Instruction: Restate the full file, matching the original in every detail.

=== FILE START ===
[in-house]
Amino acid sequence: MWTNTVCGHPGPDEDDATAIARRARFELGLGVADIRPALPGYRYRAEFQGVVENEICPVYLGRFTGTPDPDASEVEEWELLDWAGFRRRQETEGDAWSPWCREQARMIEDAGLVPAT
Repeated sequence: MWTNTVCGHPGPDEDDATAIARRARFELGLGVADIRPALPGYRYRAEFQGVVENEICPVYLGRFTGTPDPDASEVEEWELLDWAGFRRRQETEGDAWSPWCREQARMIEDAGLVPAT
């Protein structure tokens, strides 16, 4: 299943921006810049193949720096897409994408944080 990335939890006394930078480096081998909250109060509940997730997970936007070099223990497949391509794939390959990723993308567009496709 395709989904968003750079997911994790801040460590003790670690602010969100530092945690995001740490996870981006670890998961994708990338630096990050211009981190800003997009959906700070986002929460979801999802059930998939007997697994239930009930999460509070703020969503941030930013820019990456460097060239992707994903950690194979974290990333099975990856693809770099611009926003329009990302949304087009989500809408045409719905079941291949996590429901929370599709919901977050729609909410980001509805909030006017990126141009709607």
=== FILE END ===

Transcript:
[in-house]
Amino acid sequence: MWTNTVCGHPGPDEDDATAIARRARFELGLGVADIRPALPGYRYRAEFQGVVENEICPVYLGRFTGTPDPDASEVEEWELLDWAGFRRRQETEGDAWSPWCREQARMIEDAGLVPAT
Repeated sequence: MWTNTVCGHPGPDEDDATAIARRARFELGLGVADIRPALPGYRYRAEFQGVVENEICPVYLGRFTGTPDPDASEVEEWELLDWAGFRRRQETEGDAWSPWCREQARMIEDAGLVPAT
């Protein structure tokens, strides 16, 4: 299943921006810049193949720096897409994408944080 990335939890006394930078480096081998909250109060509940997730997970936007070099223990497949391509794939390959990723993308567009496709 395709989904968003750079997911994790801040460590003790670690602010969100530092945690995001740490996870981006670890998961994708990338630096990050211009981190800003997009959906700070986002929460979801999802059930998939007997697994239930009930999460509070703020969503941030930013820019990456460097060239992707994903950690194979974290990333099975990856693809770099611009926003329009990302949304087009989500809408045409719905079941291949996590429901929370599709919901977050729609909410980001509805909030006017990126141009709607």